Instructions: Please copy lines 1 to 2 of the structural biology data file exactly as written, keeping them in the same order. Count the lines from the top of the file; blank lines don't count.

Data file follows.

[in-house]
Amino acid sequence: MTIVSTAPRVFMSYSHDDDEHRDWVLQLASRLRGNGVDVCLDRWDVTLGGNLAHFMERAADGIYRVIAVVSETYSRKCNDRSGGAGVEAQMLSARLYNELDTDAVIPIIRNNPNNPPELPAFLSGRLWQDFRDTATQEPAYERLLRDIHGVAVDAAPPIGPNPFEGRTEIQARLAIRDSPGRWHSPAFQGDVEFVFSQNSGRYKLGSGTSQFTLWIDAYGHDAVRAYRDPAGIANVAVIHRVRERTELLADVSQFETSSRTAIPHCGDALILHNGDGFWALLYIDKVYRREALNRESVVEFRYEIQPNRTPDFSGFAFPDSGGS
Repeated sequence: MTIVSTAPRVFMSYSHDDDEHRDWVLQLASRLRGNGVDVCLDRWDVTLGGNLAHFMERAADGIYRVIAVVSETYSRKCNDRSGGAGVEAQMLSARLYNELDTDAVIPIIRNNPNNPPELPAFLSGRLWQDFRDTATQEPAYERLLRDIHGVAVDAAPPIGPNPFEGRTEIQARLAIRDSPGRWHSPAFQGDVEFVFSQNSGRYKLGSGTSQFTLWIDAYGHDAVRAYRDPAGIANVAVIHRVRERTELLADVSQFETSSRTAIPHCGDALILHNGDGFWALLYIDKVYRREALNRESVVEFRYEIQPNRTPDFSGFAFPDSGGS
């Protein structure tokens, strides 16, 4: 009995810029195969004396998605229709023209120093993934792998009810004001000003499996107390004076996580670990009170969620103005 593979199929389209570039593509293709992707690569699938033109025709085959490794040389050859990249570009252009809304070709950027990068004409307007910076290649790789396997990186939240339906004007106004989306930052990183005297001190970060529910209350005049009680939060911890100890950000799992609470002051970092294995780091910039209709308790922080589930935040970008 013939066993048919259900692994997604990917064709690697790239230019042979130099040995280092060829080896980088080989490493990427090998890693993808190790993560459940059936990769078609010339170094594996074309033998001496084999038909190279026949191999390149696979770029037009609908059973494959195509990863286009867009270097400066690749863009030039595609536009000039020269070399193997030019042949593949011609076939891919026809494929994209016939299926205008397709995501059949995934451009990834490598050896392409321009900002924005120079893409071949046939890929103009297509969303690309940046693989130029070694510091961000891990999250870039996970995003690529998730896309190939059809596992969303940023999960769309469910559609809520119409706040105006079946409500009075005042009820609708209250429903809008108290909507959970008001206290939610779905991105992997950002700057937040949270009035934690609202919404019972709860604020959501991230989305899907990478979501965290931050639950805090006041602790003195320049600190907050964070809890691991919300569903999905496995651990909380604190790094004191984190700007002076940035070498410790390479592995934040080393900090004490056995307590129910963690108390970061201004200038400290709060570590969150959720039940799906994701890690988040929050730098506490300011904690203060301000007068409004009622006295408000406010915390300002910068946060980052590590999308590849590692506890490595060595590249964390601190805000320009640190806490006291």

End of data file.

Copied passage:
[in-house]
Amino acid sequence: MTIVSTAPRVFMSYSHDDDEHRDWVLQLASRLRGNGVDVCLDRWDVTLGGNLAHFMERAADGIYRVIAVVSETYSRKCNDRSGGAGVEAQMLSARLYNELDTDAVIPIIRNNPNNPPELPAFLSGRLWQDFRDTATQEPAYERLLRDIHGVAVDAAPPIGPNPFEGRTEIQARLAIRDSPGRWHSPAFQGDVEFVFSQNSGRYKLGSGTSQFTLWIDAYGHDAVRAYRDPAGIANVAVIHRVRERTELLADVSQFETSSRTAIPHCGDALILHNGDGFWALLYIDKVYRREALNRESVVEFRYEIQPNRTPDFSGFAFPDSGGS